SR-71 Blackbird

Faster Than a Speeding Bullet

The SR-71 Blackbird resulted from a Cold War-era need for a high-speed, high-altitude strategic reconnaissance aircraft. This aircraft cruised at more than three times the speed of sound, which translates to just over 2,000 miles per hour. No other reconnaissance aircraft has operated in more hostile airspace or with such impunity. To this day, the SR-71 holds the records for the world’s fastest jet-propelled aircraft and the fastest aircraft to be propelled by air-breathing engines.

History of The SR-71 Blackbird

December 22, 1964

The First SR-71 Blackbird Takes Flight

The SR-71 resulted from growing tensions with communists in Eastern Europe, which led to the Cold War. The aircraft was created by Skunk Works, an official pseudonym for the American aerospace corporation Lockheed Martin. The Skunk Works was a top-secret team of engineers and scientists tasked with creating a reconnaissance aircraft like never before.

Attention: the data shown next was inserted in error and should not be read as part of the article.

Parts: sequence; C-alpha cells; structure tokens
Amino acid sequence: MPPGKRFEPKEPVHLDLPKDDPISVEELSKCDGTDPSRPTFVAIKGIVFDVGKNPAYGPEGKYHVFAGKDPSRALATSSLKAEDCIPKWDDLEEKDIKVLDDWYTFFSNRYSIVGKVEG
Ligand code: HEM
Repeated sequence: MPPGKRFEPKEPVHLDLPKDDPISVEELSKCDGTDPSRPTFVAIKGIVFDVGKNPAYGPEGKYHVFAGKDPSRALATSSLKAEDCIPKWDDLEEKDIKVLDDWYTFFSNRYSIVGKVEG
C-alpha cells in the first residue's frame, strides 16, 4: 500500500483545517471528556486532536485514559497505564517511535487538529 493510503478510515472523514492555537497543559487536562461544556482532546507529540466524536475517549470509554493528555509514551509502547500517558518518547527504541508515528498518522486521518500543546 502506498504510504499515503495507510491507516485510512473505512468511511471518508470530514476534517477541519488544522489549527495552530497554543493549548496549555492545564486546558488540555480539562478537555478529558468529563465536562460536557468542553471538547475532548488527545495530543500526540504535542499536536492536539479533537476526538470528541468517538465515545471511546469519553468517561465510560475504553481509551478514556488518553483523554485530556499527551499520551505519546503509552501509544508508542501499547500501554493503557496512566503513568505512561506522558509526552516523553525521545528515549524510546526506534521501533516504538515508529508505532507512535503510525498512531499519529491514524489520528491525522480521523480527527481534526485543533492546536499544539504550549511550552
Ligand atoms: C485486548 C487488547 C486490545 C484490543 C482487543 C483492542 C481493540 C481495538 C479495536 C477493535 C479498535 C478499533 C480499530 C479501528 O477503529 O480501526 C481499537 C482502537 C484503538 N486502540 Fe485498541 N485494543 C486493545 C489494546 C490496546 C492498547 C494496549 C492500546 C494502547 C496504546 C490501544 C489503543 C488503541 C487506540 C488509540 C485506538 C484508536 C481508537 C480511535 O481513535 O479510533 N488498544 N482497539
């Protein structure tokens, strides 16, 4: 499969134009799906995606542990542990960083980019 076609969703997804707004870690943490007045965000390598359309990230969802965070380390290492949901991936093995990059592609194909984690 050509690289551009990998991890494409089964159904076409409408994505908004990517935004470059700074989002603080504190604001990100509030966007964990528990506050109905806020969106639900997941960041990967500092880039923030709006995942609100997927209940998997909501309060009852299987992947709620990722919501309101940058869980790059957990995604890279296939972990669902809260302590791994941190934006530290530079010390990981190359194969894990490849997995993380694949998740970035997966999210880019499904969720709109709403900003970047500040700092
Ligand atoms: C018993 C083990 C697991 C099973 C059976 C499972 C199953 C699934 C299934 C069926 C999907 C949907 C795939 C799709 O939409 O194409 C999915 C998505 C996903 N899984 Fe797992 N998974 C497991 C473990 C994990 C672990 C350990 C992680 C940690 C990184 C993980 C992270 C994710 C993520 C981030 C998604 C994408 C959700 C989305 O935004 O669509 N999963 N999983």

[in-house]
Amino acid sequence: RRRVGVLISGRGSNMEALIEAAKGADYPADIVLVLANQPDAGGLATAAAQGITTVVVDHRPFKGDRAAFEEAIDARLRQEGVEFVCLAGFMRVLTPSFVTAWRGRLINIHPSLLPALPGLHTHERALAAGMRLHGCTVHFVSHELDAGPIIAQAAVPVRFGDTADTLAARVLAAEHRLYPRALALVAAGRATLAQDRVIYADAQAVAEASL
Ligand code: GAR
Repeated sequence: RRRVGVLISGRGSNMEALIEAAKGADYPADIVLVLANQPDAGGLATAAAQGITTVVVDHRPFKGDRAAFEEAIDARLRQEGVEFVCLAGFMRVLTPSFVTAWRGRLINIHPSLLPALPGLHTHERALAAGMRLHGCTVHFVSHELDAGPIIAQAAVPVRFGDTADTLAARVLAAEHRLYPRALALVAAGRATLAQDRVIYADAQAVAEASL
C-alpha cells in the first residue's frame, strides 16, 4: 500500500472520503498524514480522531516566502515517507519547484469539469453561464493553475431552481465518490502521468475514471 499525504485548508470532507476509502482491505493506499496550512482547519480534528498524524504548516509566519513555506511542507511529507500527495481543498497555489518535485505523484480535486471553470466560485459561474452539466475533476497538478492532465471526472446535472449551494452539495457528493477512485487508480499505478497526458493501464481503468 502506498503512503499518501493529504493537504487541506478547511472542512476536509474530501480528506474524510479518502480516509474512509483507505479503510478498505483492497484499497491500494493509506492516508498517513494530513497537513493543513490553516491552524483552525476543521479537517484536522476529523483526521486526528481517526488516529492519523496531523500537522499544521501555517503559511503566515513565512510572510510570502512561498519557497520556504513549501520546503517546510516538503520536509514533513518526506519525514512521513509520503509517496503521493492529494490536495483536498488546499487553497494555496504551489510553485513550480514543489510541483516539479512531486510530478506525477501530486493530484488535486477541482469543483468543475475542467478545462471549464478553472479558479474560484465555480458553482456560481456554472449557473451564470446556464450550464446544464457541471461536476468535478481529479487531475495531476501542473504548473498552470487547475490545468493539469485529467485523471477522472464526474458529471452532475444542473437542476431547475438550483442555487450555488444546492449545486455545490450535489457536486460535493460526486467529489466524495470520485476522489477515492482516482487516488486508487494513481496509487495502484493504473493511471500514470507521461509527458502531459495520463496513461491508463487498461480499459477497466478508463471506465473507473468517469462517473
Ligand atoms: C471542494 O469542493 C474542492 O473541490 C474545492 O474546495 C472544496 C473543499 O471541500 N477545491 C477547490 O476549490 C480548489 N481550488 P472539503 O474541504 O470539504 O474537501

Anticipating the aerodynamic issues of traditional aircraft materials at high speeds and high altitudes, the SR-71 designers choose titanium, a relatively lightweight and heat-resistant metal. This metal was challenging to work with and hard to find. The Soviet Union had the best source for the metal, so the CIA set up shell companies to purchase materials from the very nation they were spying on.

The SR-71 also demonstrates some of the earliest uses of stealth technology. The black paint soaked up radar energy, and the aircraft’s distinctive shape helped minimize the chances of being detected in enemy airspace.

On December 22, 1964, the SR-71 saw its first flight with Lockheed test pilot Robert J “Bob” Gilliland at Palmdale, California.

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    The Stats

    55′ 7″

    Wingspan

    107′ 5″

    Length

    18′ 6″

    Height

    170,000

    Pounds

    3,418

    KPH, Maximum Speed (2,124 MPH)

    Physical Description

    The jet is a twin-engine, two-seat, supersonic strategic reconnaissance aircraft. The airframes are constructed mainly of titanium and its alloys with vertical tail fins built of a laminated plastic-type material composite to reduce radar cross-section. The Pratt and Whitney J58 turbojet engines feature large inlet shock cones. The aircraft’s body is matte black with red accents. The special black paint is what gave the jet its nickname, Blackbird.

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